Once the survey results are in, review the data to see if any trends stand out. Do several employees share the same concerns? Are there areas of work that are dissatisfying or demotivating to people? What do they enjoy about the company? What aspects of their jobs do they appreciate? What do they wish they’d see more of from company leadership?

2. Share any interesting insights from survey feedback

Team members will want to hear what you’ve found from your survey, and it’s important to share your analysis with them. While you may not feel comfortable—nor feel it is appropriate—sharing all of the raw survey feedback with everyone, you can schedule a brief meeting to cover the highlights. Your honesty and candor about survey feedback will increase the team’s trust and confidence in you as a leader. Additionally, people generally want to know if what they think or feel is shared by their peers. If you share trends that reflect their feedback, they will feel as thought their feelings and perceptions are a valid way to view the world. This fosters a sense of rapport and belonging among team members.

Even if the shared feedback is negative, that’s okay. Your next step is to form a response to improve team perceptions and build a better place to work. Acknowledging that there are shortcomings is a first step in addressing problems and improving your work environment.

3. Prioritize actions in response to the feedback

Determine which actions are most impactful and actionable for your team. Focus on improving high-impact areas and taking care of low-hanging fruit before moving into less impactful or more complex areas of need. You want to demonstrate that you are focused on the things the team cares about. Just as importantly, you want to quickly demonstrate that you can make positive improvements (thus the focus on low-hanging fruit). For example, if someone complains that lights in their area of the building are out, immediately install replacement bulbs. Such simple things may not feel like a big deal, but improving the small stuff demonstrates that you are listening to employee concerns and want to personally focus on giving them a better place to work.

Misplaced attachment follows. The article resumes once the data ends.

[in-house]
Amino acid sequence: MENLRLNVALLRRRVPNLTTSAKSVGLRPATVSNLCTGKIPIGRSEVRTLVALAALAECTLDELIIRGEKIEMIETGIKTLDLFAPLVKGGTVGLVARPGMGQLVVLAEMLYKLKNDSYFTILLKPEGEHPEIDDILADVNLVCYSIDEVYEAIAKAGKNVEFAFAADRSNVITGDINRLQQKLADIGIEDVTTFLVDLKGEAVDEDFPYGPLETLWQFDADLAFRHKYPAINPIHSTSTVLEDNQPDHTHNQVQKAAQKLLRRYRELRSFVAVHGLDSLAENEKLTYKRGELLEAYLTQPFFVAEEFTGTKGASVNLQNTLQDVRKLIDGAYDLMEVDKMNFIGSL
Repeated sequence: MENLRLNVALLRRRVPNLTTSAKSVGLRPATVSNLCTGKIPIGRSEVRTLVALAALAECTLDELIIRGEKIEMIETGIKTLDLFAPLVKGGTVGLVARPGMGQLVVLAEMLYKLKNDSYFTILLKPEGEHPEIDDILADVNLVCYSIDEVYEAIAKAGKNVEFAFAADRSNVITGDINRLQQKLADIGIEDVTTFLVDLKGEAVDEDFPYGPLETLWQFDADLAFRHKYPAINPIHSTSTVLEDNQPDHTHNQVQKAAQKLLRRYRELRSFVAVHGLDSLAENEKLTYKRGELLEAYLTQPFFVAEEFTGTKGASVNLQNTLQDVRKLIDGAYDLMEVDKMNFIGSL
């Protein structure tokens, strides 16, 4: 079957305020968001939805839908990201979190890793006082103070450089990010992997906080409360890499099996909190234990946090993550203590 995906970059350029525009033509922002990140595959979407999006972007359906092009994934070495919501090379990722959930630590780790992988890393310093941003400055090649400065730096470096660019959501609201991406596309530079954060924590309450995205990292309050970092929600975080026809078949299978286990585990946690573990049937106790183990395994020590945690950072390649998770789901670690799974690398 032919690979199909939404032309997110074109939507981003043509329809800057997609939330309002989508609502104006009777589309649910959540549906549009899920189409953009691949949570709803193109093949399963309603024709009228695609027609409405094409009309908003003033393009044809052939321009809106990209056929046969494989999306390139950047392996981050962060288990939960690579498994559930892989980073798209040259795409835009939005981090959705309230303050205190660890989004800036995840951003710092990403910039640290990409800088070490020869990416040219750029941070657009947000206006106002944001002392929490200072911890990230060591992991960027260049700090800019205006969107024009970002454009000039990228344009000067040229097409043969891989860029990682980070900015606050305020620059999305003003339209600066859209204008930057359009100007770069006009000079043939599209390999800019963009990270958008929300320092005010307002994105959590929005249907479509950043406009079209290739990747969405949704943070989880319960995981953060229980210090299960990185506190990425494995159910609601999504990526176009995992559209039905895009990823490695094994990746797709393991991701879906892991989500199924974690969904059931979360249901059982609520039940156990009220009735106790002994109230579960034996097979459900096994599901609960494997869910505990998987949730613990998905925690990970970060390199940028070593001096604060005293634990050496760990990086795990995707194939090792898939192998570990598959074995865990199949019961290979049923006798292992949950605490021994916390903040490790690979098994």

4. Communicate your response plan to the entire team

Once you know what actions you will take, share that information with the team. This is validating for them. You are demonstrating that you heard their concerns, are interested in improving what they care about, and that you have a plan to make things better. Communicate your priorities based on their survey feedback. Also communicate your expected timeline for implementing changes. If it will take weeks or months to accomplish some things, commit to regular checkpoints or smaller milestones so people won’t be left wondering whether you are on track with your plan.

5. Follow through with your plan

Above all else, people will notice what you actually follow through with and what you fail to do. Once you commit to your plan, follow it as best as you can. Set timelines for yourself, and block off time on your calendar to address your response plan. As you accomplish items on your list, communicate the accomplishments to your team. These regular checkpoints will remind people that you have their interests at heart. Also, it gives team members an opportunity to positively reinforce your behaviors. As you make positive changes they care about, they will likely thank you and praise your good efforts. If you have a long-term response plan full of difficult work, this positive feedback will give you the motivation you need to continue working for your people.